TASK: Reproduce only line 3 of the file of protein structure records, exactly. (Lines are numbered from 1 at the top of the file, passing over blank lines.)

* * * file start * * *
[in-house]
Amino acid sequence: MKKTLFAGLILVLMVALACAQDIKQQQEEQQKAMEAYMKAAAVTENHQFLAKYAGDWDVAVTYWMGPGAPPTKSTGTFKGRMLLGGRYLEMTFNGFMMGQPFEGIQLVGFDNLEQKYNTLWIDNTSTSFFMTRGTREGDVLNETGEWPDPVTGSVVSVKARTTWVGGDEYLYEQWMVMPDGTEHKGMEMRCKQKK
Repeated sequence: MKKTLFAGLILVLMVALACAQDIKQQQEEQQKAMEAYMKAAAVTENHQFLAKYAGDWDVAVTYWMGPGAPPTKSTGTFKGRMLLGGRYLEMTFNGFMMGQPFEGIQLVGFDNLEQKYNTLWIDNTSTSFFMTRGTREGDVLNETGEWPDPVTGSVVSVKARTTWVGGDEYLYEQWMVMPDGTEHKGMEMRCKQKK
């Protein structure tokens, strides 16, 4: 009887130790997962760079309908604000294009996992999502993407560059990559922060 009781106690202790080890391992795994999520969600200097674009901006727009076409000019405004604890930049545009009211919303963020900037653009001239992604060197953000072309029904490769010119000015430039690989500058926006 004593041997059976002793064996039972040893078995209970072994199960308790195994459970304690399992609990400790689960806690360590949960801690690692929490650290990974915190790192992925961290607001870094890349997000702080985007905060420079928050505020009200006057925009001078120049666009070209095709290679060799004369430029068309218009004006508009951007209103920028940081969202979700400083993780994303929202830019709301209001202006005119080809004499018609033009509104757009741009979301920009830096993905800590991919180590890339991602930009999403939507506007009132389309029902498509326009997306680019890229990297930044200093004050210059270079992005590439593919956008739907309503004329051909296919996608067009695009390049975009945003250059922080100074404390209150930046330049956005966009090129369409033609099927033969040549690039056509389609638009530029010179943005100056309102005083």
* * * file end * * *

Repeated sequence: MKKTLFAGLILVLMVALACAQDIKQQQEEQQKAMEAYMKAAAVTENHQFLAKYAGDWDVAVTYWMGPGAPPTKSTGTFKGRMLLGGRYLEMTFNGFMMGQPFEGIQLVGFDNLEQKYNTLWIDNTSTSFFMTRGTREGDVLNETGEWPDPVTGSVVSVKARTTWVGGDEYLYEQWMVMPDGTEHKGMEMRCKQKK